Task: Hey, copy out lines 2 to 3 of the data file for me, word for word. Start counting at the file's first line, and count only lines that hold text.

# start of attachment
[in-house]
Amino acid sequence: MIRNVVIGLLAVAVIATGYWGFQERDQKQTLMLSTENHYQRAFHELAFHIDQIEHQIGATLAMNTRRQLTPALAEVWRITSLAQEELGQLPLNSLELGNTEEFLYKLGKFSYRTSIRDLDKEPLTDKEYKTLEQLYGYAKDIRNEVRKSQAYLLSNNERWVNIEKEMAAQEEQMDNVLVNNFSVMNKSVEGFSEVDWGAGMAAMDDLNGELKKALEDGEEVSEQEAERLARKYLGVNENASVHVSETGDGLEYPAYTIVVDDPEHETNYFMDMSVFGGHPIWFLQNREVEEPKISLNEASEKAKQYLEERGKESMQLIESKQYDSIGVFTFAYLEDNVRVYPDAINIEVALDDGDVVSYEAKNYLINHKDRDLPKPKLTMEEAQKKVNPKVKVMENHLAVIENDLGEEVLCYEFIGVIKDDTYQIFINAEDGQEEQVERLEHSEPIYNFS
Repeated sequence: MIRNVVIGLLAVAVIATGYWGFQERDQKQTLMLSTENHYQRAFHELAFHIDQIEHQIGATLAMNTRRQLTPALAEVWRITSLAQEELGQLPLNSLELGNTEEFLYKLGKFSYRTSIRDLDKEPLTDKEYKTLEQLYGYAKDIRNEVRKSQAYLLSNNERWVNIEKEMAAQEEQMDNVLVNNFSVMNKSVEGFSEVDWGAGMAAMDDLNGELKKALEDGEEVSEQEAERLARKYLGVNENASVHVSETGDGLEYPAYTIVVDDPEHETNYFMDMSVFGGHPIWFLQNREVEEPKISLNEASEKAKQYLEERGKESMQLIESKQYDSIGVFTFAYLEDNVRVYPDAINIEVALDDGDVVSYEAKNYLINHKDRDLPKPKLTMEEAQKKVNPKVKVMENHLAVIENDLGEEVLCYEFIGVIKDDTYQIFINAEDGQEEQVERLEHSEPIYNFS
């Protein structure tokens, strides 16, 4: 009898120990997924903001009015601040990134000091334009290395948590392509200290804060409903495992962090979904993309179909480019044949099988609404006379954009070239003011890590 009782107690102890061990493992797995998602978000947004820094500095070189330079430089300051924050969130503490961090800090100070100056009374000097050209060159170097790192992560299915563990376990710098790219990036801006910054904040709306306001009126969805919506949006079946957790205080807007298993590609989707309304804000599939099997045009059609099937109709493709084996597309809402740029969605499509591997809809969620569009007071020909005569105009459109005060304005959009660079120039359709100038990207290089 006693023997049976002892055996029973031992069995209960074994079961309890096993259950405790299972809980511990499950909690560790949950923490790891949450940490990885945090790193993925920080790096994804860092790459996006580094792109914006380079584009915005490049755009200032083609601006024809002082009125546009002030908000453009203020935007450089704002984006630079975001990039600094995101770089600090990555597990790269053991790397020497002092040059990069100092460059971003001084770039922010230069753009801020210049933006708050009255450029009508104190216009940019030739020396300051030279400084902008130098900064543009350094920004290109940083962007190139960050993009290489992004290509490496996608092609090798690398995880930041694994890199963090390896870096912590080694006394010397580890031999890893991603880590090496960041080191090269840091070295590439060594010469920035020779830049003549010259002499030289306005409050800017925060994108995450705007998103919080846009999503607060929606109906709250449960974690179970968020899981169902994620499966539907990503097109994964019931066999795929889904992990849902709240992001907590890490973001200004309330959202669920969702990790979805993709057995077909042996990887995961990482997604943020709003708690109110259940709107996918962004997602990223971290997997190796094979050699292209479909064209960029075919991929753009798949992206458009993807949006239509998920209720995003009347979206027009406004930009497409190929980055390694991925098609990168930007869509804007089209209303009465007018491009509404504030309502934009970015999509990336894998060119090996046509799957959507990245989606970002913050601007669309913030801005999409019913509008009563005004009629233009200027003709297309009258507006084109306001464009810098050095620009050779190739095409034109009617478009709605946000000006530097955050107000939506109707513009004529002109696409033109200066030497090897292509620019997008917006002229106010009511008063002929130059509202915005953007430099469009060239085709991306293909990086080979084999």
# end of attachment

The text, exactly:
Amino acid sequence: MIRNVVIGLLAVAVIATGYWGFQERDQKQTLMLSTENHYQRAFHELAFHIDQIEHQIGATLAMNTRRQLTPALAEVWRITSLAQEELGQLPLNSLELGNTEEFLYKLGKFSYRTSIRDLDKEPLTDKEYKTLEQLYGYAKDIRNEVRKSQAYLLSNNERWVNIEKEMAAQEEQMDNVLVNNFSVMNKSVEGFSEVDWGAGMAAMDDLNGELKKALEDGEEVSEQEAERLARKYLGVNENASVHVSETGDGLEYPAYTIVVDDPEHETNYFMDMSVFGGHPIWFLQNREVEEPKISLNEASEKAKQYLEERGKESMQLIESKQYDSIGVFTFAYLEDNVRVYPDAINIEVALDDGDVVSYEAKNYLINHKDRDLPKPKLTMEEAQKKVNPKVKVMENHLAVIENDLGEEVLCYEFIGVIKDDTYQIFINAEDGQEEQVERLEHSEPIYNFS
Repeated sequence: MIRNVVIGLLAVAVIATGYWGFQERDQKQTLMLSTENHYQRAFHELAFHIDQIEHQIGATLAMNTRRQLTPALAEVWRITSLAQEELGQLPLNSLELGNTEEFLYKLGKFSYRTSIRDLDKEPLTDKEYKTLEQLYGYAKDIRNEVRKSQAYLLSNNERWVNIEKEMAAQEEQMDNVLVNNFSVMNKSVEGFSEVDWGAGMAAMDDLNGELKKALEDGEEVSEQEAERLARKYLGVNENASVHVSETGDGLEYPAYTIVVDDPEHETNYFMDMSVFGGHPIWFLQNREVEEPKISLNEASEKAKQYLEERGKESMQLIESKQYDSIGVFTFAYLEDNVRVYPDAINIEVALDDGDVVSYEAKNYLINHKDRDLPKPKLTMEEAQKKVNPKVKVMENHLAVIENDLGEEVLCYEFIGVIKDDTYQIFINAEDGQEEQVERLEHSEPIYNFS